Muslim Friends - Their Faith and Feeling
Author: Roland E Miller
Publishers: Orient Longman
Muslim Friends by Roland E Miller can simply be
described as an honest attempt to understand Muslims. Though several other
books have hit the shelves in the market by non-Muslims on the topic, very
rare or none of these books can truly be called an honest attempt.
There have been numerous attempts to study Islam but the writer himself
says that most of these attempts were done basically to search for its
loopholes and thus suffered from 'blurred vision'. The orientalists have
always tried to see Islam from their set mindset that have been raised to
oppose the basic tenets of Islam and search for its draw backs.
The book shows that, Miller, a Catholic priest and a well-known scholar on
Islam, who spent some twenty three years in a Muslim suburban locality in
Kerala, India, has made sincere attempt not only to evaluate Muslims but
also the basic tenets of Islam. What seems amazing is the depth of his
knowledge on the topic he is tackling. From Tawhid to Risalat, Shirk and
Bid’at, concept of God to resurrection and judgment, he has a clear
concept about all these fundamental aspect of Islam. Even on some of the
most contentious issues like Jihad he seems to have his ideas clear. His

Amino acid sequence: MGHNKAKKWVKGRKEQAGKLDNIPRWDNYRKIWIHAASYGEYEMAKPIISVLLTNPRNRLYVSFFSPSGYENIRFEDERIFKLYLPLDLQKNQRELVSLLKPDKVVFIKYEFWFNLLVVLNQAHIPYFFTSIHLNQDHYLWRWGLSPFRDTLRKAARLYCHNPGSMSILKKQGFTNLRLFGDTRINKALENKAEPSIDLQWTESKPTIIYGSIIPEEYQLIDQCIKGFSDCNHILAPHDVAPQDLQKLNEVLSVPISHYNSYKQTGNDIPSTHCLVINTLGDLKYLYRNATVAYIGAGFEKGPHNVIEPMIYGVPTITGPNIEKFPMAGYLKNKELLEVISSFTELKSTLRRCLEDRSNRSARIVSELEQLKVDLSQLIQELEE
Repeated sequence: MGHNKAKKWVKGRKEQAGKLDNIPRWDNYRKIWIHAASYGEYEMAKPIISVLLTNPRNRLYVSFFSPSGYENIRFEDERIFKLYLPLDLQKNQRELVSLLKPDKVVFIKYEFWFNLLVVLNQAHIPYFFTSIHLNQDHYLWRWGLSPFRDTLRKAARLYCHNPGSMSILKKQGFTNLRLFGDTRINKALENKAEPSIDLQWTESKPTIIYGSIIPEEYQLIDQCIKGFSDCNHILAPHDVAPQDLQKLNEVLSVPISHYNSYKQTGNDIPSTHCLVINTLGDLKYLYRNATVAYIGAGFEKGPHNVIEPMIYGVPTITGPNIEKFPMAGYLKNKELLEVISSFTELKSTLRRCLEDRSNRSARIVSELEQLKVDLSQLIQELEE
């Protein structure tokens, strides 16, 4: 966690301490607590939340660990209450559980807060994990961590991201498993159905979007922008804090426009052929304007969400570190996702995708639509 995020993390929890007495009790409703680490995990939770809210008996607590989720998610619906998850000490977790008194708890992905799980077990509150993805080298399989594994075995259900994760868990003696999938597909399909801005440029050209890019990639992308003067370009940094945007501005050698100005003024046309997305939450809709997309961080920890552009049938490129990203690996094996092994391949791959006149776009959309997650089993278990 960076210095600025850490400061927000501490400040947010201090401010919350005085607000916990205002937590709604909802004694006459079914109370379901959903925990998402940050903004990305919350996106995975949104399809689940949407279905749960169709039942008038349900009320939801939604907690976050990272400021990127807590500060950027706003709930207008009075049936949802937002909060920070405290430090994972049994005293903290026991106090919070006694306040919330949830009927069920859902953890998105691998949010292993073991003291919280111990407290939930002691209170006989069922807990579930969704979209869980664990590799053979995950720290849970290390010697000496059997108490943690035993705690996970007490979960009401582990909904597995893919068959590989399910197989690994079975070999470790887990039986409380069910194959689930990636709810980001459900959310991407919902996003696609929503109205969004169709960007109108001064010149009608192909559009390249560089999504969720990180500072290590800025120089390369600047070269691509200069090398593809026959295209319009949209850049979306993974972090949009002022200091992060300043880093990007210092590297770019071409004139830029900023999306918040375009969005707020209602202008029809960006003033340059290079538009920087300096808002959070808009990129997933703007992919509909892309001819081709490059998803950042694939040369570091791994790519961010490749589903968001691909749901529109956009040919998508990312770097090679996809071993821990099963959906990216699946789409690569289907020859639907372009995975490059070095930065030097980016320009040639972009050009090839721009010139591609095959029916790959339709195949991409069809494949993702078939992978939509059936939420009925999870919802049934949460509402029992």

eulogizing tone about different aspects of Islam make his points more
appealing. Even when he criticizes something about Muslims it seems like a
reproach from within and never seems as if someone alien is rebuking
Muslims for some faults in Islam, like many of his predecessors. Miller
admires Muslims for their true belief in God, the only God, the
Omnipresent, All Knowing, the Creator, and All Powerful God. He also
admires Muslims for their belief in oneness of the community and concept
He extensively quotes Muslim scholars like Syed Qutb and Imam Al-Ghazali
on the concept of Ummah. He writes, 'At the bottom of this urging is the
Muslim sense of togetherness. The feeling is best captured by two English
words and a hyphen: community-family. The word community suggests a
commonality of concerns. The word family points to a personal
relationship. The hyphen could be interpreted by a third word: oneness.
The hyphen is bridge, the bridging spirit of oneness.
He further elaborates the concept, 'All this is summed up by the word Umma,
the term for Muslim community. This almost magical word in terms of
emotive power, really means 'mother'. The Muslim community, in one sense,
is the mother of all Muslims. it gives the individual members of the
community a sense of fellowship and security. In every religion, no matter
what it is, its members feel that they have a special relation with each
other. In Islam that feeling runs very powerfully. The fellowship with
other Muslims transcends all other forms of human relationship. Within its
embrace, individual Muslims feel as though they are part of a family, a
family of familiar friends. In turn, it is the Muslim's duty to love and
to support the whole of Islam.'
He feels sad over the fact that though Muslims are supposed to act as one
body and they are supposed to feel all things in common, but in practice
it doesn't always turn out that way. 'In practice it does not turn out